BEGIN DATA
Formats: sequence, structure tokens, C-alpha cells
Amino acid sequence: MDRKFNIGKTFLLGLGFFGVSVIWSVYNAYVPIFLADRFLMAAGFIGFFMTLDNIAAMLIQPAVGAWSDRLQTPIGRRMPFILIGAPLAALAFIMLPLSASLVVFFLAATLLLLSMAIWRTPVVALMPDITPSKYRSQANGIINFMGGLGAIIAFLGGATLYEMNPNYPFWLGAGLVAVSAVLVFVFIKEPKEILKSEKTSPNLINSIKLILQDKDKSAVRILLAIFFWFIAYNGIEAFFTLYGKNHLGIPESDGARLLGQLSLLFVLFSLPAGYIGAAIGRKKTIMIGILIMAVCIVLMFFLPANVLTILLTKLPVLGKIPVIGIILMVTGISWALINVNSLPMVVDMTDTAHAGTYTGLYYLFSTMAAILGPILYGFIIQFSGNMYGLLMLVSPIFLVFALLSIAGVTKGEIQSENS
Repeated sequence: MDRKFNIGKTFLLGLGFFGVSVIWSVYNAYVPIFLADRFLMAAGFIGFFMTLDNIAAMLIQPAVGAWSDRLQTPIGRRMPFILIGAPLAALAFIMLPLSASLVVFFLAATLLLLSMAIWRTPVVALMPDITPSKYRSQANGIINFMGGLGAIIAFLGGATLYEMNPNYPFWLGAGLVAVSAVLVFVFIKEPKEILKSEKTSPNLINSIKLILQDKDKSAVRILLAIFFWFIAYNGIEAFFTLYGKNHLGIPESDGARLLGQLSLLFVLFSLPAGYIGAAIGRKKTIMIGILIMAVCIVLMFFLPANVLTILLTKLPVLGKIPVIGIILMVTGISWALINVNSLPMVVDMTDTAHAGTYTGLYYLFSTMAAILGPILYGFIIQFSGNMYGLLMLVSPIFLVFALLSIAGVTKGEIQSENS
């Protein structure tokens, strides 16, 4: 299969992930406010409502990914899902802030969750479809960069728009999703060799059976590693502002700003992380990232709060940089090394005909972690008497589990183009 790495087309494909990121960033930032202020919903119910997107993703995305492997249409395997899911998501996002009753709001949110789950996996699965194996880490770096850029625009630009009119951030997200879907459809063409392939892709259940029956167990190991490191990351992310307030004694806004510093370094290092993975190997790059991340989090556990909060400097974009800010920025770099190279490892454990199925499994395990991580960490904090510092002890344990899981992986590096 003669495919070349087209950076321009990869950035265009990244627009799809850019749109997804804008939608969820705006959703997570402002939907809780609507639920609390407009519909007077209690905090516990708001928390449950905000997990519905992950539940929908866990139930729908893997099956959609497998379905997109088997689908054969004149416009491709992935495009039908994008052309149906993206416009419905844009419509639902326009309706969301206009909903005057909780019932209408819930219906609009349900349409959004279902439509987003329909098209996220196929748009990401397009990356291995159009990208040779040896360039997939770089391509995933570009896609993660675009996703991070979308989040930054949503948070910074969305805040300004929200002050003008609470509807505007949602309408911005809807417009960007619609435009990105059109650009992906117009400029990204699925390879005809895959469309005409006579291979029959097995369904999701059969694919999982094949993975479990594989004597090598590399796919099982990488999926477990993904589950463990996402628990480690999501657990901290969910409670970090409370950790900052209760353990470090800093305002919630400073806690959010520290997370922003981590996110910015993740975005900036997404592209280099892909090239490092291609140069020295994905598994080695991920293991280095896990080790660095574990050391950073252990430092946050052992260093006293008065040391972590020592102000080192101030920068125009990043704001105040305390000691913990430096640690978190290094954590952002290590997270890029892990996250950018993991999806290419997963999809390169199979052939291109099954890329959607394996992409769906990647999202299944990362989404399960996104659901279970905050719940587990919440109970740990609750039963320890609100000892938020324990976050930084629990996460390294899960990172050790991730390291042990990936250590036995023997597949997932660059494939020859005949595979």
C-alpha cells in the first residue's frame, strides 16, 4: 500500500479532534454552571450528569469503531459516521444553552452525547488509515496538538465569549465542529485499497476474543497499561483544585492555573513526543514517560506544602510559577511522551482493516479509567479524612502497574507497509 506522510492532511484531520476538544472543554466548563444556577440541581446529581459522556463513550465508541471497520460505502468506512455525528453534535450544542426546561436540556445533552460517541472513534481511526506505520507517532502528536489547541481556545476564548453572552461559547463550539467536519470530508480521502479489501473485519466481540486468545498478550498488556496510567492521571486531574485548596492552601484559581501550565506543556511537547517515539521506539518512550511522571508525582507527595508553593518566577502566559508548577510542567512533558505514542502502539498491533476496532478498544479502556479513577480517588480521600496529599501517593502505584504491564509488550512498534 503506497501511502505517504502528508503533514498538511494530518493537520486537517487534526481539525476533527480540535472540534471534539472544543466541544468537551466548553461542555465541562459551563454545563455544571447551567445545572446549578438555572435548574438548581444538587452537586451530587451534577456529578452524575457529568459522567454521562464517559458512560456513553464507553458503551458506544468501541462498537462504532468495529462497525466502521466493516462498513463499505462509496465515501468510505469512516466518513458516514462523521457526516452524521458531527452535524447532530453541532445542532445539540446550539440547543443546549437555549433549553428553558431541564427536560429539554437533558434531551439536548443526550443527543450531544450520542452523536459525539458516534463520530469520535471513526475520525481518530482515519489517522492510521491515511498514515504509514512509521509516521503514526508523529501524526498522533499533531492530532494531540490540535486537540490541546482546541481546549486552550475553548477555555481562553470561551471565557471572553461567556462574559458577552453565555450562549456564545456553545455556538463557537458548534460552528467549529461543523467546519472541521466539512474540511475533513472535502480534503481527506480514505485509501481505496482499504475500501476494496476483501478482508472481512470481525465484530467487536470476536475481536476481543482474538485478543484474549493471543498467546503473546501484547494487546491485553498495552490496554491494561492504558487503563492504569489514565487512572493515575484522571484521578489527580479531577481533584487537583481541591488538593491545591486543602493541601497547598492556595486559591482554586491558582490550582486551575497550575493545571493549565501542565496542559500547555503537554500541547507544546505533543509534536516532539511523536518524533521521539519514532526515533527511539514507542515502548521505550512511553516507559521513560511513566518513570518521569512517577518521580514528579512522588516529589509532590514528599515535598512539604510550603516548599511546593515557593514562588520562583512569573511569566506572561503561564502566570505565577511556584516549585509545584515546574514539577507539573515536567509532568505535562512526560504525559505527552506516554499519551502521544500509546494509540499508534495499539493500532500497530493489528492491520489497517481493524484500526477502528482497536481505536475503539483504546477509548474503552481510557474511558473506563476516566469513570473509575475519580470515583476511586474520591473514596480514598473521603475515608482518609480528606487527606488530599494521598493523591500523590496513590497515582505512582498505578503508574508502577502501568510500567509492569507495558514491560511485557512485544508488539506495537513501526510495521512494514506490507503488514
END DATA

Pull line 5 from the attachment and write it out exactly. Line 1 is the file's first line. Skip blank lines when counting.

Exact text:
C-alpha cells in the first residue's frame, strides 16, 4: 500500500479532534454552571450528569469503531459516521444553552452525547488509515496538538465569549465542529485499497476474543497499561483544585492555573513526543514517560506544602510559577511522551482493516479509567479524612502497574507497509 506522510492532511484531520476538544472543554466548563444556577440541581446529581459522556463513550465508541471497520460505502468506512455525528453534535450544542426546561436540556445533552460517541472513534481511526506505520507517532502528536489547541481556545476564548453572552461559547463550539467536519470530508480521502479489501473485519466481540486468545498478550498488556496510567492521571486531574485548596492552601484559581501550565506543556511537547517515539521506539518512550511522571508525582507527595508553593518566577502566559508548577510542567512533558505514542502502539498491533476496532478498544479502556479513577480517588480521600496529599501517593502505584504491564509488550512498534 503506497501511502505517504502528508503533514498538511494530518493537520486537517487534526481539525476533527480540535472540534471534539472544543466541544468537551466548553461542555465541562459551563454545563455544571447551567445545572446549578438555572435548574438548581444538587452537586451530587451534577456529578452524575457529568459522567454521562464517559458512560456513553464507553458503551458506544468501541462498537462504532468495529462497525466502521466493516462498513463499505462509496465515501468510505469512516466518513458516514462523521457526516452524521458531527452535524447532530453541532445542532445539540446550539440547543443546549437555549433549553428553558431541564427536560429539554437533558434531551439536548443526550443527543450531544450520542452523536459525539458516534463520530469520535471513526475520525481518530482515519489517522492510521491515511498514515504509514512509521509516521503514526508523529501524526498522533499533531492530532494531540490540535486537540490541546482546541481546549486552550475553548477555555481562553470561551471565557471572553461567556462574559458577552453565555450562549456564545456553545455556538463557537458548534460552528467549529461543523467546519472541521466539512474540511475533513472535502480534503481527506480514505485509501481505496482499504475500501476494496476483501478482508472481512470481525465484530467487536470476536475481536476481543482474538485478543484474549493471543498467546503473546501484547494487546491485553498495552490496554491494561492504558487503563492504569489514565487512572493515575484522571484521578489527580479531577481533584487537583481541591488538593491545591486543602493541601497547598492556595486559591482554586491558582490550582486551575497550575493545571493549565501542565496542559500547555503537554500541547507544546505533543509534536516532539511523536518524533521521539519514532526515533527511539514507542515502548521505550512511553516507559521513560511513566518513570518521569512517577518521580514528579512522588516529589509532590514528599515535598512539604510550603516548599511546593515557593514562588520562583512569573511569566506572561503561564502566570505565577511556584516549585509545584515546574514539577507539573515536567509532568505535562512526560504525559505527552506516554499519551502521544500509546494509540499508534495499539493500532500497530493489528492491520489497517481493524484500526477502528482497536481505536475503539483504546477509548474503552481510557474511558473506563476516566469513570473509575475519580470515583476511586474520591473514596480514598473521603475515608482518609480528606487527606488530599494521598493523591500523590496513590497515582505512582498505578503508574508502577502501568510500567509492569507495558514491560511485557512485544508488539506495537513501526510495521512494514506490507503488514